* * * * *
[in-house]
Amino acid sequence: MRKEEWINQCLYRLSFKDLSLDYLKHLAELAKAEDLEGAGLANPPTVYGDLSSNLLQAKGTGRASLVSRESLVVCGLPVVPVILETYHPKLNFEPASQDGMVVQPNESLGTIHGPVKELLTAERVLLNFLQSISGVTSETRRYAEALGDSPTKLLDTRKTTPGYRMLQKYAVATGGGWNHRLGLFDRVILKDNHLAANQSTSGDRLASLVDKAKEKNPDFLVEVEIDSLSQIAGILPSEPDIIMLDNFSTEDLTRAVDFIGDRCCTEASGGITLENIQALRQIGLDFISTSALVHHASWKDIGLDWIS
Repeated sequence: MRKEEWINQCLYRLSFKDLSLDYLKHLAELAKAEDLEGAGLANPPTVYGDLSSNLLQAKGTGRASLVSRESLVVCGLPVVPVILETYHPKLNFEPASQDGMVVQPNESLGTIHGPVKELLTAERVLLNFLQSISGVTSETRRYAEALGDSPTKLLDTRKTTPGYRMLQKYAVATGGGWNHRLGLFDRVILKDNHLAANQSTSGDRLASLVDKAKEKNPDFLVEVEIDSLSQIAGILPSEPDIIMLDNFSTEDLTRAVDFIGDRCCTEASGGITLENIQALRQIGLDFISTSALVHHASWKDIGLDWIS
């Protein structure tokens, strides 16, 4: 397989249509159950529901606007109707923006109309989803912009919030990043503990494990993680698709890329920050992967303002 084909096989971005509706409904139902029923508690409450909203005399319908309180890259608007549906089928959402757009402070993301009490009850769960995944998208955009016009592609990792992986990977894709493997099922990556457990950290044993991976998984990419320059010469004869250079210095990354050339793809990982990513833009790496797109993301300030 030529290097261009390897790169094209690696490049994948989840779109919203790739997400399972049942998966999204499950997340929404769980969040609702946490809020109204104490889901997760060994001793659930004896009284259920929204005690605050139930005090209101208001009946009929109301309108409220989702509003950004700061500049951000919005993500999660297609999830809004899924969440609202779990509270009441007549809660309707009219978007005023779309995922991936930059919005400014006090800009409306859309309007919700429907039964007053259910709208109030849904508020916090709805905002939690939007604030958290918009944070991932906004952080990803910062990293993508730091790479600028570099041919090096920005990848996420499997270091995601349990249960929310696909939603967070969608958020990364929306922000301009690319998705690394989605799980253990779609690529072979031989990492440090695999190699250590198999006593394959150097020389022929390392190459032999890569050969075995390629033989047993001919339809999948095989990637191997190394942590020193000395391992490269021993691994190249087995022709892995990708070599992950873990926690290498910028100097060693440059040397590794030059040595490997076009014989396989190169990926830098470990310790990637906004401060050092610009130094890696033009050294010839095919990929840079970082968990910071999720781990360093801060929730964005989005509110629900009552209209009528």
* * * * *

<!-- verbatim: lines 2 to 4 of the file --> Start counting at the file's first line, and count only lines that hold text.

Amino acid sequence: MRKEEWINQCLYRLSFKDLSLDYLKHLAELAKAEDLEGAGLANPPTVYGDLSSNLLQAKGTGRASLVSRESLVVCGLPVVPVILETYHPKLNFEPASQDGMVVQPNESLGTIHGPVKELLTAERVLLNFLQSISGVTSETRRYAEALGDSPTKLLDTRKTTPGYRMLQKYAVATGGGWNHRLGLFDRVILKDNHLAANQSTSGDRLASLVDKAKEKNPDFLVEVEIDSLSQIAGILPSEPDIIMLDNFSTEDLTRAVDFIGDRCCTEASGGITLENIQALRQIGLDFISTSALVHHASWKDIGLDWIS
Repeated sequence: MRKEEWINQCLYRLSFKDLSLDYLKHLAELAKAEDLEGAGLANPPTVYGDLSSNLLQAKGTGRASLVSRESLVVCGLPVVPVILETYHPKLNFEPASQDGMVVQPNESLGTIHGPVKELLTAERVLLNFLQSISGVTSETRRYAEALGDSPTKLLDTRKTTPGYRMLQKYAVATGGGWNHRLGLFDRVILKDNHLAANQSTSGDRLASLVDKAKEKNPDFLVEVEIDSLSQIAGILPSEPDIIMLDNFSTEDLTRAVDFIGDRCCTEASGGITLENIQALRQIGLDFISTSALVHHASWKDIGLDWIS
């Protein structure tokens, strides 16, 4: 397989249509159950529901606007109707923006109309989803912009919030990043503990494990993680698709890329920050992967303002 084909096989971005509706409904139902029923508690409450909203005399319908309180890259608007549906089928959402757009402070993301009490009850769960995944998208955009016009592609990792992986990977894709493997099922990556457990950290044993991976998984990419320059010469004869250079210095990354050339793809990982990513833009790496797109993301300030 030529290097261009390897790169094209690696490049994948989840779109919203790739997400399972049942998966999204499950997340929404769980969040609702946490809020109204104490889901997760060994001793659930004896009284259920929204005690605050139930005090209101208001009946009929109301309108409220989702509003950004700061500049951000919005993500999660297609999830809004899924969440609202779990509270009441007549809660309707009219978007005023779309995922991936930059919005400014006090800009409306859309309007919700429907039964007053259910709208109030849904508020916090709805905002939690939007604030958290918009944070991932906004952080990803910062990293993508730091790479600028570099041919090096920005990848996420499997270091995601349990249960929310696909939603967070969608958020990364929306922000301009690319998705690394989605799980253990779609690529072979031989990492440090695999190699250590198999006593394959150097020389022929390392190459032999890569050969075995390629033989047993001919339809999948095989990637191997190394942590020193000395391992490269021993691994190249087995022709892995990708070599992950873990926690290498910028100097060693440059040397590794030059040595490997076009014989396989190169990926830098470990310790990637906004401060050092610009130094890696033009050294010839095919990929840079970082968990910071999720781990360093801060929730964005989005509110629900009552209209009528």